“ Our technical reports provide documentation of the process, progress and updated results of our ongoing assessment improvement. ”
We must be able or provide this level of detail to gain leverage in an ever more knowledgeable marketplace. Requests for these kinds of data come to the research team almost daily.
In addition, these analyses provide us with insights into our assessment constructs and strength of particular items that leads to continual improvement.
What Are Some Key Takeaways That a General Assessment User Can Use?
While the general construction of our technical reports follows the same guidelines for each of our assessment tools, here are some highlights of the major takeaways from our most recent publication, our DISC behaviors report. Here’s what is included.
1. Detailed Evidence of Both Reliability & Validity
Please note that the word “evidence” is used. This one word is a great example of issues of blending two worlds: the world of business and the world of science.
Science simply cannot speak in absolutes. So, we have evidence, but no “black and white” comments can be made in a scientific document.
2. The History of DISC as Never Before Provided
One of the first things assessment reviews require is a detailed theoretical foundation and the assessment development process employed from the very beginning.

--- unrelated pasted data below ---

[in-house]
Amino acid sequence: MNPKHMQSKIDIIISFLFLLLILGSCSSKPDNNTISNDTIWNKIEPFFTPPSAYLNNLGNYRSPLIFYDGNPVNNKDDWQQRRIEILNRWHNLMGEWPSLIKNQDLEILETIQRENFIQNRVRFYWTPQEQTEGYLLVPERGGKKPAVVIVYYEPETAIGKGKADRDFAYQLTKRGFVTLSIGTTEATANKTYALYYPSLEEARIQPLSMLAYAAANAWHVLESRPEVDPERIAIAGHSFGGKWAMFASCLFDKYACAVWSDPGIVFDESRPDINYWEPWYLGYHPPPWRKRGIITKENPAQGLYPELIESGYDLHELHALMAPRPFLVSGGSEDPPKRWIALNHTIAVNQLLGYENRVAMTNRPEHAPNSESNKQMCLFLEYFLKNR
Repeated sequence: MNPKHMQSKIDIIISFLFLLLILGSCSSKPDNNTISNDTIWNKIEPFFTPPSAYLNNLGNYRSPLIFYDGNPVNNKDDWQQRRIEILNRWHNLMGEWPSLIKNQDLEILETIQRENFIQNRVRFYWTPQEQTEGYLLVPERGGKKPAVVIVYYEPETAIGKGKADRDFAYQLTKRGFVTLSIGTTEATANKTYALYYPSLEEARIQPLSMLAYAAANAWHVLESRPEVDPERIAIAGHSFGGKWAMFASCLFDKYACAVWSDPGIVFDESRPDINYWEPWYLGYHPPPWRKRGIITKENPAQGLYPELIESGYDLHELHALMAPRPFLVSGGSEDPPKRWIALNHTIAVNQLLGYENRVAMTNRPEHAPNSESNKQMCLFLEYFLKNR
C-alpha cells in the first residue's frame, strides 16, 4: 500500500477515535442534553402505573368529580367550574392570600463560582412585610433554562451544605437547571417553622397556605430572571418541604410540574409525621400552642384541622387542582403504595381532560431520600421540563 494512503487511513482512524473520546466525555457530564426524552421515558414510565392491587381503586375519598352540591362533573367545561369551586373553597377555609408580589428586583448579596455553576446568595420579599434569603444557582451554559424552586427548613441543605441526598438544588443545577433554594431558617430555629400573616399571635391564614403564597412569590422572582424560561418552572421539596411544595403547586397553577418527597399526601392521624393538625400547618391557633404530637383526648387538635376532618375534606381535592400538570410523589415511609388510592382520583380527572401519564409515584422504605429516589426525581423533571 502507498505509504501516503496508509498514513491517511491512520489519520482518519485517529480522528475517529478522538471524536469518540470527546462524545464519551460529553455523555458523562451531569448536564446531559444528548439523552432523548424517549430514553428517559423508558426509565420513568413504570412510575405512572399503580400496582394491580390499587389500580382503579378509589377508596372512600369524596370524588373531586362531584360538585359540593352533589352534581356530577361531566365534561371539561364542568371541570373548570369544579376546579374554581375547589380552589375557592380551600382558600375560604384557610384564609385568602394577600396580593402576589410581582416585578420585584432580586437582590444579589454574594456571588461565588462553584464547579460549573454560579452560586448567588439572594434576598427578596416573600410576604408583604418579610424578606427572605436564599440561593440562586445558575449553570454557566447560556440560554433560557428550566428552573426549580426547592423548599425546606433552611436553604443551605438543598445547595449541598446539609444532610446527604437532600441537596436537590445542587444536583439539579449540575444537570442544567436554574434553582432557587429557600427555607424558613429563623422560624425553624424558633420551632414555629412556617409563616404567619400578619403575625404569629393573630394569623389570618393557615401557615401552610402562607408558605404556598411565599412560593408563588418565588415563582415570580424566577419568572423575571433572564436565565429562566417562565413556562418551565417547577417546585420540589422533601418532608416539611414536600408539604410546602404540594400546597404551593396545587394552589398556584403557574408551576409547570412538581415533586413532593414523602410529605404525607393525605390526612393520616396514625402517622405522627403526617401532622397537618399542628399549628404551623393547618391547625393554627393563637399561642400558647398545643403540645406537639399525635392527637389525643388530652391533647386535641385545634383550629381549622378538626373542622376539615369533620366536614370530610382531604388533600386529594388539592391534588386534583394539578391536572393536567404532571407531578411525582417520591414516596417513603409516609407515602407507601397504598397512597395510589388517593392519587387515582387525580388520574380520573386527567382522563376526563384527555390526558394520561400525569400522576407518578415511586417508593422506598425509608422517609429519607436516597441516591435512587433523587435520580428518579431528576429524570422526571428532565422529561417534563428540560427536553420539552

While most of our users might say that our DISC assessment has its foundations in Marston, a critical review of hundreds of behavior related documents, plus a fantastic interview with Peter Turner, uncovered a rich and frankly exciting historical development of our tool never before exposed.
Please take the time to read about the roles of Prescott Lecky, Walter Vernon Clarke, Art Niemann, W. Clement Stone, John Cleaver, John Geier and Bill and David Bonnstetter.
3. An In-Depth Explanation Why TTISI Does Not Use Average Graph Values
Section 2.7 helps differentiate us in the marketplace by clearly showing neurological data. This data explains why a response to what we “like” (responses 1 and 2) is very different from our aversion (responses 3 and 4). This ‘apple and orange’ understanding clearly shows why averaging these scores is inappropriate.
4. The Value of Providing Demographics
As a result of demographic data being collected, we are finally able to show how our assessments may expose unique job-related elements.
Appendix B uses a logistic regression modeling procedure to identify the probability of membership in a job classification, when the group is compared to a random sample of the general assessment population.
At the time of this publication, we had enough data to analyze 184 different jobs. Each of the 184 data tables provides a list of statistically significant key assessment constructs and the value above 0.5, known as the area under the curve (AUC).
Having worked in medical education, I find Table B. 129: Surgeons, particularly interesting and spot on. It does not surprise me that this job grouping would have these two qualities stand out.
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Move Forward With Technical Manual Reports
The vast majority of our users may not need these reports, but everyone in our network does need to be aware of them and recognize the value they provide, both as state-of-the-art documentation and a source of proof for our commitment to transparency and continual improvement.